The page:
What is Sanitary Napkin / Sanitary Pads?
Puberty comes with all kinds of changes in a woman’s body – including the way the body looks and smells. Once women begin menstruating, they need to use something to soak up the menstrual fluid – either a pad or a tampon. Sanitary napkin is a hygiene absorbent product used by women during menstrual periods. It is a product of technical textiles. A sanitary napkin, sanitary towel, sanitary pad, menstrual pad, maxi pad, or pad is an absorbent item worn by a woman while she is menstruating, recovering from vaginal surgery, for lochia (post birth bleeding), abortion, or any other situation where it is necessary to absorb a flow of blood from a woman’s vagina. They also give girls and women the discretion, comfort and feminine design that has been sought after for generations.
The menstrual cycle stars for young women between the ages 11-17, frequently around 12-13 years. On average a woman experiences a period every 28th day, 12-13 times in a year. A menstrual period normally lasts 3-7 days. The loss of fluid in a period is on average half a cup or 65-80 ml. The menstrual pattern is influenced by giving birth and contraceptive methods. Menstruation lasts until menopause at the age 45-55. The feminine hygiene products market has evolved over more than 100 years.
Important Properties of Sanitary Napkin:
- No Leakage,
- No unaesthetic appearance or color,
- No odor,
- No noise,
- Stay in place,
- Comfortable to wear,
Types of Sanitary Napkins:
There are 3 major types of sanitary pads,
- Thick sanitary napkins;
- Ultra thin sanitary napkins and
- Panty liners being used in the market.
The size of each and their content vary from market to market.
Now there are two types of sanitary napkin widely used; panty system sanitary napkin and belt system sanitary napkin.
How does Sanitary Napkin Work?
A feminine sanitary napkin is another important disposable absorbent hygiene product. It’s functions are to (a) absorb menstrual liquid discharge, (b) isolate wetness from the skin, (c) retain menstrual liquid discharge, and (d) isolate menstrual liquid from the female’s environment. These functions should be accompanied by providing a feel of maximum comfort, having an aesthetic appearance, preventing odor, and staying in place.
Sanitary napkins are usually composed of three layers. Their inner surface layer that contacts the skin is made of nonwoven. The performance items required are (1) the quick transfer of menstrual blood from the inner surface to the central layer and the stop of counter blood flow to the inner surface, (2) to give feeling of comfortable softness and pliability, and (3) wet mechanical sustainability. Its central layer composed of super absorbent polymer absorbs the transferred blood. Its outer surface layer is usually made of polyethylene (PE) film to guard the leakage of the blood.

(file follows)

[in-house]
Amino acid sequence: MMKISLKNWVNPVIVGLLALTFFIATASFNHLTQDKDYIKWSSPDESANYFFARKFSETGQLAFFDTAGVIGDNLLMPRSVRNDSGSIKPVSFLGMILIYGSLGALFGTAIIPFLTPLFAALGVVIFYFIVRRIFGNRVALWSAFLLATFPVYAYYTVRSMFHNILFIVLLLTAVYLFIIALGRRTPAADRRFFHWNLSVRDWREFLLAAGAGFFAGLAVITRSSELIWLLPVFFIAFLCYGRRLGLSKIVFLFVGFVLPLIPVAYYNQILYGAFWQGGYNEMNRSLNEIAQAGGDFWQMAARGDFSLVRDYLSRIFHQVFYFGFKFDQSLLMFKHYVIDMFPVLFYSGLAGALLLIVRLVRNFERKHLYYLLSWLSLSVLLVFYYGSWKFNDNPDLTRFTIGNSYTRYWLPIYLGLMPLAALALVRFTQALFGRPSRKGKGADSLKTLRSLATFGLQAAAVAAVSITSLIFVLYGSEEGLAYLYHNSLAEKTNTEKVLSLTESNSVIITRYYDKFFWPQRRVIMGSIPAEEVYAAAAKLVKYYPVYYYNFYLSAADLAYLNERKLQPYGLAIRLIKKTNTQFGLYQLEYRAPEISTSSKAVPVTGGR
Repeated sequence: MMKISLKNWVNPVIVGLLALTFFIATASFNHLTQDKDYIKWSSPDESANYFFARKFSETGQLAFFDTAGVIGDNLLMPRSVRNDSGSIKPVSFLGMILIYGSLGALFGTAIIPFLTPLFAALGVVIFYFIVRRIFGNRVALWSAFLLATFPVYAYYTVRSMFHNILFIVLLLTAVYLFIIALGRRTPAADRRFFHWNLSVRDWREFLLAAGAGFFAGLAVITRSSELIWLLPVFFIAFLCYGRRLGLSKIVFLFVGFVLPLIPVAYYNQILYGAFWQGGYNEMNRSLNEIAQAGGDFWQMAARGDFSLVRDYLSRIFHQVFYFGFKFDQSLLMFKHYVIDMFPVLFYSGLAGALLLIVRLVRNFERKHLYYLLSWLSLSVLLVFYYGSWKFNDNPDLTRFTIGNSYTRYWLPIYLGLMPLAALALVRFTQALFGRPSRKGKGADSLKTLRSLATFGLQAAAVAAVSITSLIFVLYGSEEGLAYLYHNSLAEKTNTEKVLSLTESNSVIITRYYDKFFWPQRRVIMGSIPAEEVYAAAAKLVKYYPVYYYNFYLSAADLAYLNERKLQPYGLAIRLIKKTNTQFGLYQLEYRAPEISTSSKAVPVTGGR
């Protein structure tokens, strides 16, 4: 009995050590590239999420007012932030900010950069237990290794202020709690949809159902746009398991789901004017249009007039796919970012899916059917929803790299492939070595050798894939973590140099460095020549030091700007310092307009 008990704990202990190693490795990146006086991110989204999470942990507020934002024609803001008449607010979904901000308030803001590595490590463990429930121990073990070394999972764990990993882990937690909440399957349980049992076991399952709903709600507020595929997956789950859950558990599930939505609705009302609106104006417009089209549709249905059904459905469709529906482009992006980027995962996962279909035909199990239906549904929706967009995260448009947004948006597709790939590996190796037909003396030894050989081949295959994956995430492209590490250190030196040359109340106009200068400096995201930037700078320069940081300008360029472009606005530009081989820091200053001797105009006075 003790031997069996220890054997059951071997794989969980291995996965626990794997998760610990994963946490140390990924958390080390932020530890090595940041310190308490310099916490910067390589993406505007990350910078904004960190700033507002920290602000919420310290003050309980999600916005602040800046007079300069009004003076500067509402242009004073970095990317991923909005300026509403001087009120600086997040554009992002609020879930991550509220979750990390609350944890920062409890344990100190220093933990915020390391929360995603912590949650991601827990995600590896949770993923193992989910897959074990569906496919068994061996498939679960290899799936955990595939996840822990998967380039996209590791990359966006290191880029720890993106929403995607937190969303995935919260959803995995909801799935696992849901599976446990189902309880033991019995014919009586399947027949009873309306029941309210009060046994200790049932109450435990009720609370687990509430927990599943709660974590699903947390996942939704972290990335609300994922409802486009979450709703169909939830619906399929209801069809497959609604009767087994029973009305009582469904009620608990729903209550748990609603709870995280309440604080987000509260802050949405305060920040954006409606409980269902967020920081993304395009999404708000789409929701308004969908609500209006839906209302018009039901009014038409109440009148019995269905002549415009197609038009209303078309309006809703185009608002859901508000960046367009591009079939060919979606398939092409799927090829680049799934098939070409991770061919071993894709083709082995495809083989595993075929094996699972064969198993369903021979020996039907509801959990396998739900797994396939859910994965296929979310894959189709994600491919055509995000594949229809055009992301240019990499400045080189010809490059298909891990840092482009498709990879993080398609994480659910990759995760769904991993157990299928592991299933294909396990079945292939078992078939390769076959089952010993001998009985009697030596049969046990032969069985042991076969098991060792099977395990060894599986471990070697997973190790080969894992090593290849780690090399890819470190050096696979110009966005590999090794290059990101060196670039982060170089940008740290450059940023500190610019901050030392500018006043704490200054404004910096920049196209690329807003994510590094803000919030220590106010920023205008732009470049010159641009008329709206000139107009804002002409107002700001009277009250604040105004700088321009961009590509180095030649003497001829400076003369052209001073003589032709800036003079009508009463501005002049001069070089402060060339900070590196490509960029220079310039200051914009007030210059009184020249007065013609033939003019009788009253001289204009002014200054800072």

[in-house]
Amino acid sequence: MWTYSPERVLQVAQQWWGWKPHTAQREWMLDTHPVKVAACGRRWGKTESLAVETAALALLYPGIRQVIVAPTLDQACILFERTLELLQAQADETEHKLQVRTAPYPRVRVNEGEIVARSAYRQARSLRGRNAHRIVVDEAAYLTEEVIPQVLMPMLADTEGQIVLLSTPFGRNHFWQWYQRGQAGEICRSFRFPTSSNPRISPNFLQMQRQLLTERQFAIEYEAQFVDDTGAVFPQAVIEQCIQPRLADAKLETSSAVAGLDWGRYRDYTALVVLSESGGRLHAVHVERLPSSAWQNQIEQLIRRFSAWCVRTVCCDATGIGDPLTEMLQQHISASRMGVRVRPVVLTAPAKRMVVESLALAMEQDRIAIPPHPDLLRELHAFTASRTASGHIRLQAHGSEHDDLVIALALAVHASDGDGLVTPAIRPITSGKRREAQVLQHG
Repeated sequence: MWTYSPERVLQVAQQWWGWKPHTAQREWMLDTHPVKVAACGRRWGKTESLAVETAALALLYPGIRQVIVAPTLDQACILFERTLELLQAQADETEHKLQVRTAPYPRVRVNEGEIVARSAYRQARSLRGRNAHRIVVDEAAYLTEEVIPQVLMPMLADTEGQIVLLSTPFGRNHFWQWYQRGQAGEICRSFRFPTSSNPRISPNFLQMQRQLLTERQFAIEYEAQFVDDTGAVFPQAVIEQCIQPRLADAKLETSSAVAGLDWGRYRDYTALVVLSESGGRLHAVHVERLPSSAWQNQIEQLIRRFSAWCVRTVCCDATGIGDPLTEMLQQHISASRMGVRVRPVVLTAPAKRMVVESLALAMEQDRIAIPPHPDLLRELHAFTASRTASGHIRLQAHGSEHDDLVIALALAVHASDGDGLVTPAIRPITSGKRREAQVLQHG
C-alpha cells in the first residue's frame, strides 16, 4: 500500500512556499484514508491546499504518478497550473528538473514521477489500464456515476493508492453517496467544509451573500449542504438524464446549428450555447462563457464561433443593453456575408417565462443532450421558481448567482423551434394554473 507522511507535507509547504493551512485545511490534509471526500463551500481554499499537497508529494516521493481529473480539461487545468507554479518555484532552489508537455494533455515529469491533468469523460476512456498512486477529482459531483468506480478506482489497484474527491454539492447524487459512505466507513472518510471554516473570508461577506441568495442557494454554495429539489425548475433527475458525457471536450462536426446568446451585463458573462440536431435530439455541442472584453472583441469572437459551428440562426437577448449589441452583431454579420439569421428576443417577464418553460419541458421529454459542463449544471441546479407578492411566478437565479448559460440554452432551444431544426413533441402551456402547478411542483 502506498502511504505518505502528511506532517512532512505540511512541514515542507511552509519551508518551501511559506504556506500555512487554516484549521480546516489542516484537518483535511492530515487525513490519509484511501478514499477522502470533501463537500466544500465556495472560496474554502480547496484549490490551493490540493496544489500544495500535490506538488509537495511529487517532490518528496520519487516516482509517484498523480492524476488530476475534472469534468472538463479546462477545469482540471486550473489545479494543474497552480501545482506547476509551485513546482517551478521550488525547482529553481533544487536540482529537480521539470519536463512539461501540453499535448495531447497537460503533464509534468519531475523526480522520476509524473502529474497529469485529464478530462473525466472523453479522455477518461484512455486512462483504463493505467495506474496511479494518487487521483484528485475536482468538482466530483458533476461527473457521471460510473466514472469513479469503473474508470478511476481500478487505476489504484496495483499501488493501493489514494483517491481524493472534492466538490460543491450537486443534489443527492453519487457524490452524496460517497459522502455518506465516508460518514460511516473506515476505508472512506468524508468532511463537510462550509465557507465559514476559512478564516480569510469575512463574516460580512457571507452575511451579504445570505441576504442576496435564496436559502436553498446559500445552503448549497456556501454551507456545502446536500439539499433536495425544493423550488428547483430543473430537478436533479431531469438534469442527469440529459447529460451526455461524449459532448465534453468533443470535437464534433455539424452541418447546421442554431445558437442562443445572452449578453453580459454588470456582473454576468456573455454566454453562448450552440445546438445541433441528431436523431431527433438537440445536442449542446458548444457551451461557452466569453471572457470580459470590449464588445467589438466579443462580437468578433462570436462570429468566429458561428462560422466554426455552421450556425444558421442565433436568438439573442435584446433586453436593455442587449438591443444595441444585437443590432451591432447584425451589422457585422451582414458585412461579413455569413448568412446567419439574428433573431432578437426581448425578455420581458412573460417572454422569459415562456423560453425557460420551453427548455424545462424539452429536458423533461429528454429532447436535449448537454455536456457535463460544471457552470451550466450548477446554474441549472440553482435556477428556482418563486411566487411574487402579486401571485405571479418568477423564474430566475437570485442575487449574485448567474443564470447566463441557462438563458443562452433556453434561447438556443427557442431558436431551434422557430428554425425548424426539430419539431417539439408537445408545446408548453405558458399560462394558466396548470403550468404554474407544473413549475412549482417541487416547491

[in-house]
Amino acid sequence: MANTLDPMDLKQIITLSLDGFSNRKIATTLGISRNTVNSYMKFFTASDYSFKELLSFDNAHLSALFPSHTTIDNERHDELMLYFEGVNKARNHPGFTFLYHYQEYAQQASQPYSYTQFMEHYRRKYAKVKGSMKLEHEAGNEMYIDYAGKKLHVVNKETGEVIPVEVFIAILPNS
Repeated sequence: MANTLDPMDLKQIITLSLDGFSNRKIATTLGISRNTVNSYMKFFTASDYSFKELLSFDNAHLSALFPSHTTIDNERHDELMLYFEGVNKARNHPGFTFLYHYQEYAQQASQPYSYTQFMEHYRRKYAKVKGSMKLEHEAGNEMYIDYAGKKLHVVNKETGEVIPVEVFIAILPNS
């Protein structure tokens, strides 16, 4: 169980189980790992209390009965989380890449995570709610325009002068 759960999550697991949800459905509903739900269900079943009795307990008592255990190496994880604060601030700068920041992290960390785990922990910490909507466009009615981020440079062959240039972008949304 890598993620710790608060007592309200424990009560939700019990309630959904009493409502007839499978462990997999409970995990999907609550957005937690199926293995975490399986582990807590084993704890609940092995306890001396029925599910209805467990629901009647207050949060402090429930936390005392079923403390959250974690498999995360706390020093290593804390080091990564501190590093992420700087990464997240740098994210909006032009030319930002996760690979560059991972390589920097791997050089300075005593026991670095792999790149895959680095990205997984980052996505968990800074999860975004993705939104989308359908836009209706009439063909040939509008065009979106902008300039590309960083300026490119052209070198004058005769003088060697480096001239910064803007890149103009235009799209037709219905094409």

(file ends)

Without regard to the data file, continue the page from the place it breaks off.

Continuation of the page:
The nonwoven is usually made by spun-laying or SMS combined with thermal bonding or with water jet entanglement. Some nonwovens have pore size gradient for better efficiency of blood transfer by the enhancement of capillary effect.
Structure and Components of Sanitary Napkin:
The feminine sanitary pad is constantly being innovated. Although the ultrathin products have begun to garner a higher market share, there is still a need for a thick product as it is believed to be a sign to most people of a good product with superior protection. Like baby diapers, this product is also a multi- layered complex structure where each layer has a specifically allocated task. Figure 3 shows that a disposable sanitary pad that typically consists of coverstock, acquisition and distribution layer, absorbent core, back sheet, tissue, elastic wing, and siliconized paper. Of them, coverstock, acquisition and distribution layer, absorbent core, and back sheet are made up of nonwovens. The function and composition of each of these four materials are discussed below.
In general, the coverstock of a sanitary pad is lighter than that of a baby diaper. Nevertheless, in common with baby diapers, the nonwoven coverstock in sanitary napkin was earlier thought to be as absorbent as possible. As a result, we observed that viscose rayon was extensively used to prepare the coverstock. It was then thought that the coverstock should be hydrophobic to offer better skin care; hence synthetic fibers such as polypropylene and polyester were found in the coverstock of sanitary pads. Later, it was understood that the hydrophobicity in sanitary pads was necessary but not sufficient for optimum performance. The coverstock must also quickly pass the liquid through to the core of the pad (rapid strike- through) and at the same time it must restrict the passage of the liquid back through in the reverse direction (wet- back) so as to maintain a dry surface to the skin. This tricky problem was solved by applying a small amount of an effective rewetting agent on the surface of the coverstock. Today, the coverstock is generally made up of polypropylene spunbond nonwoven, treated by a small amount of rewetting agent.
Besides this material, perforated films were found limited usage as a coverstock in sanitary napkins.
Acquisition and distribution layer: